1 user thanked author for this post.
      • #200561 Reply

        Cybertooth
        Subscriber

        @gborn, the answer to both of your questions is no. I wasn’t aware that one could do that. Is there a page somewhere that gives good instructions for patching Vista with Server 2008 updates?

        I knew about the POS “hack” for XP, but not that there was anything like that which could keep a Vista system up to date.

        But to answer what is possibly the question looming in the background: I do fortify my Vista system with multiple layers of defenses, including a highly rated security suite (Norton) and a modern anti-exploit application (HitmanPro.Alert), plus an extensive hosts file, uBlock Origin on my browsers, and running the OS as a standard user. Also, nightly manual scans with a variety of well-known AV programs (Sophos, F-Secure, MBAM).

    • #200583 Reply

      gborn
      AskWoody_MVP

      @gborn, the answer to both of your questions is no. I wasn’t aware that one could do that. Is there a page somewhere that gives good instructions for patching Vista with Server 2008 updates? I knew about the POS “hack” for XP, but not that there was anything like that which could keep a Vista system up to date. But to answer what is possibly the question looming in the background: I do fortify my Vista system with multiple layers of defenses, including a highly rated security suite (Norton) and a modern anti-exploit application (HitmanPro.Alert), plus an extensive hosts file, uBlock Origin on my browsers, and running the OS as a standard user. Also, nightly manual scans with a variety of well-known AV programs (Sophos, F-Secure, MBAM).

      Well, concering your first question – I wrote an article (unfortunately in German). The English pendant might be: Windows Vista: Patching beyond EOL till January 2020.

      Read also my  English blog post https://borncity.com/win/2018/03/05/unofficial-windows-vista-updates-february-2018/ – and if you search my German blog (or the English version, although I don’t translate all my German post into English) for ‘Vista Updates’ or ‘patchday’ and go into the articles dealing with ‘other updates’ and look for patches dedicated to Windows Server 2008, you will find the relevant patches.

      Or even more simple: Go to Microsoft Update Catalog and search for Windows Server 2008 and try to download and install the updates.

      Also note my article: Windows Server 2008 SP2 gets rollup updates – I’m not sure, but maybe this will make things in future a bit more easy.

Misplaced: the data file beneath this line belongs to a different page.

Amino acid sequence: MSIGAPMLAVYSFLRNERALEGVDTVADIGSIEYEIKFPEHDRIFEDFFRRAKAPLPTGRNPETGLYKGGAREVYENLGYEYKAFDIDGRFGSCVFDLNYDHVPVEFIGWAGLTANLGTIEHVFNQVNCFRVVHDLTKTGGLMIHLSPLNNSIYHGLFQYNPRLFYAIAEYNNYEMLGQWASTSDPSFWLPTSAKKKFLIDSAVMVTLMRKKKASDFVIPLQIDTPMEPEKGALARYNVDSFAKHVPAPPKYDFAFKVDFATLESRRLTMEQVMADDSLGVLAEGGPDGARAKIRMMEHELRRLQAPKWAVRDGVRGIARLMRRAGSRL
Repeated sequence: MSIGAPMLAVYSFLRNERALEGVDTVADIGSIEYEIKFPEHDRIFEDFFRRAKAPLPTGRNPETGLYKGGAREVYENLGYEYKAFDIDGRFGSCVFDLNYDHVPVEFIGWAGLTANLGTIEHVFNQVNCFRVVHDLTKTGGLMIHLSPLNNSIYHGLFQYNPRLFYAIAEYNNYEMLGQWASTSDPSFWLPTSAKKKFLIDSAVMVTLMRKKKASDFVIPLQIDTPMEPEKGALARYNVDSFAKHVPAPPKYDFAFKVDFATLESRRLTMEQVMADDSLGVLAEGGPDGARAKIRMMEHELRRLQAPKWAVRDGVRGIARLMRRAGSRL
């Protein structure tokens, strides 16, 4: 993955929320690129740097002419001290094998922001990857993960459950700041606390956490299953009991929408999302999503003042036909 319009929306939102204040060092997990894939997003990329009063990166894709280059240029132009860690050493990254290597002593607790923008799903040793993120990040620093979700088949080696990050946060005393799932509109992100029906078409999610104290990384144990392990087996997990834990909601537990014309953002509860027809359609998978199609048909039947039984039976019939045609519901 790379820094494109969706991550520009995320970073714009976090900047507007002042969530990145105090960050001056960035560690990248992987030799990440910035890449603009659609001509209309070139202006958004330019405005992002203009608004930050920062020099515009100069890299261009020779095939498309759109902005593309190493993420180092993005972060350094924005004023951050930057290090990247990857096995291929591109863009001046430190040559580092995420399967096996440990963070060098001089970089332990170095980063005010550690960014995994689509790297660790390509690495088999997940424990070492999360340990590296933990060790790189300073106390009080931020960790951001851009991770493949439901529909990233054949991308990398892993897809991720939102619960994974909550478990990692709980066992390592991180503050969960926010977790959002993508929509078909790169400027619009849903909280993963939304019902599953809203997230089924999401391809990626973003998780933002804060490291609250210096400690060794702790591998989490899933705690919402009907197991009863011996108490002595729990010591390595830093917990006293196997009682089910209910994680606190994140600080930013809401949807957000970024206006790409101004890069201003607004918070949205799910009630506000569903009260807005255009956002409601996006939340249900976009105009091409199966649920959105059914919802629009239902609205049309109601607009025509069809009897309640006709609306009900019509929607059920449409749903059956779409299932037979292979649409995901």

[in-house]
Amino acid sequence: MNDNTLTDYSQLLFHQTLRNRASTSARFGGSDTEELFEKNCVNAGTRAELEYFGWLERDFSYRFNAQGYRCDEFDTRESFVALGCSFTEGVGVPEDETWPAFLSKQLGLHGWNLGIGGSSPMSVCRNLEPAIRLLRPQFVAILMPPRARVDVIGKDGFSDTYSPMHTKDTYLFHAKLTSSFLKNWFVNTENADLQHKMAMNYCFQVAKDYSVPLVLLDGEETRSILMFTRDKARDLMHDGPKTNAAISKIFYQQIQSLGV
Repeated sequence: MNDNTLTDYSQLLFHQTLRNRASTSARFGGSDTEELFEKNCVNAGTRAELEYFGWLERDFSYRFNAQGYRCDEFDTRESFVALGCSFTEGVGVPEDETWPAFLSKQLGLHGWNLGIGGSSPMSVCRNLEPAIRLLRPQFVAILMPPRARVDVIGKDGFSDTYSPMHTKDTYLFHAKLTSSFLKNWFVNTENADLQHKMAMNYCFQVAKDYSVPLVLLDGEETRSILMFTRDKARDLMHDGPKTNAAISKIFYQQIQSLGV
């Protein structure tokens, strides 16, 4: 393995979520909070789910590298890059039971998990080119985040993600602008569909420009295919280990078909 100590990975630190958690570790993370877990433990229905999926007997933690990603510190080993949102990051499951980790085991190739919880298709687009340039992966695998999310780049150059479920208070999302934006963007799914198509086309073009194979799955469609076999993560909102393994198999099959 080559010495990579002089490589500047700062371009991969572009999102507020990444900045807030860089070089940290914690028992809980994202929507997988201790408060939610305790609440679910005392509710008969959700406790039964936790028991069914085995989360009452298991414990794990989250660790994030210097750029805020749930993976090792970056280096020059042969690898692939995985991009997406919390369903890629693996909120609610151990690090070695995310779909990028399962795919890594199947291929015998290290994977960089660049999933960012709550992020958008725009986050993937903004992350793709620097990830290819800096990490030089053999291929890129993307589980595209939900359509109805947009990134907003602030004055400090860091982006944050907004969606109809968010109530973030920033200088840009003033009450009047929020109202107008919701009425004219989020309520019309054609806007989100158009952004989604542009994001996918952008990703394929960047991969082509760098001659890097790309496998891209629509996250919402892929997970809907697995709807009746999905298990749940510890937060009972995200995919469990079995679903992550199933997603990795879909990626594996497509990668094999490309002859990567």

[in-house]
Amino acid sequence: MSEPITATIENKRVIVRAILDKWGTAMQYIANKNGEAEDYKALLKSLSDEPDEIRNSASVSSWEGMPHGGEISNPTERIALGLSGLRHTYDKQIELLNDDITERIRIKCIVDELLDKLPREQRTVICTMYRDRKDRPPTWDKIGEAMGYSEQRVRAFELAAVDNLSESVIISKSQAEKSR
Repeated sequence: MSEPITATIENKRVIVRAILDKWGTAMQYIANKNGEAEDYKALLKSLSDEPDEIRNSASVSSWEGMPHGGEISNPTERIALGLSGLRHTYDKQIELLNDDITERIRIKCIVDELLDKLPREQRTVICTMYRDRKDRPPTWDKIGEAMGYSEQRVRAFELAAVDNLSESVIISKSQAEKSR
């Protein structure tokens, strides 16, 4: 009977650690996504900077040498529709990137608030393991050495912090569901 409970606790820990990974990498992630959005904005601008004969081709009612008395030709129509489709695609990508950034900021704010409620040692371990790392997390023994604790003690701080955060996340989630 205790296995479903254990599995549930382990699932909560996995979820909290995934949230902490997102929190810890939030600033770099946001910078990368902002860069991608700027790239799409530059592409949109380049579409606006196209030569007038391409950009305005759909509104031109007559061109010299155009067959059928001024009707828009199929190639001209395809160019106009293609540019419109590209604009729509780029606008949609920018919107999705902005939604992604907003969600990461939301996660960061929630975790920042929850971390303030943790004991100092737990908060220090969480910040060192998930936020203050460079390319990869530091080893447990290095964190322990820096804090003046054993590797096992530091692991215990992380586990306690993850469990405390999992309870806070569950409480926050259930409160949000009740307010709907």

Concering the ‘hardening’ of Vista: There are two German guys that created SAFER, an inf-file based solution, to harden some things, Microsoft never preconfigured in Windows XP/Vista/7 for ‘comfort reasons’. The details may be found at http://schneegans.de/computer/safer/ (use Deepl to translate). Hope that helps.

      3 users thanked author for this post.
      • #200777 Reply

        Cybertooth
        Subscriber

        @gborn, thank you very much for the information  and the links. Being able to keep Vista up to date this could actually delay my planned transition to Linux.  🙂

        One question about the updates: please see this post in a thread on another website. According to that thread, the bottom line seems to be that Vista can take Server 2008 updates but not Server 2008 R2 updates, and updates for Server 2008 ended in 2015, so there are no usable updates for Vista. What do you think?

         

    • #200591 Reply

      lmacri
      Subscriber

      …Is there a page somewhere that gives good instructions for patching Vista with Server 2008 updates?…

      Hi Cybertooth:

      I haven’t tried keeping my Vista SP2 OS patched since April 2017 by manually installing compatible Windows Server 2008 updates, but further to gborn’s comments <here> Jody Thorton’s MSFN thread Server 2008 Updates on Windows Vista is also a good resource.  You would normally have to start at the beginning of that thread and look for posts with links to each month’s Windows Server 2008 security patches, but later posts in that thread by user greenhillmaniac include a link to their personal repository with all necessary 32-bit and 64-bit Vista-compatible security updates dating back to May 2017. I’m not subscribed to that thread but my understanding is that this repository is cleaned up every few months to expire older security updates in supersedence chains if they have been replaced by newer updates – for example, the repository might only include the latest June 2018 cumulative security update for Internet Explorer 9. See the bottom of greenhillmaniac’s latest June 2018 post <here> for a link to their repository.

      I think you would still need to go through Jody Thorton’s thread and look for special instructions for activating certain features in Vista SP2. For example, there is a link in that thread to VistaLover’s July 2017 Enabling TLS 1.1/1.2 Support in Vista’s Internet Explorer 9 about a KB4019478 update (D3D Compiler Update for Windows Server 2008 SP2) and a series of registry hacks that will allow Internet Explorer 9 users to add support for newer TLS 1.1 and 1.2 secure connection protocols to their browser.
      ————
      32-bit Vista Home Premium SP2 * Firefox ESR v52.9.0 * NS v22.14.2.13

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      • #200779 Reply

        Cybertooth
        Subscriber

        Thank you very much! I will look into that information as well. With this new lease on life for Vista, I feel almost like I have a whole new OS to play with.

        Please take a look above at my question for gborn. Is the info in the linked thread incorrect?

         

    • #200791 Reply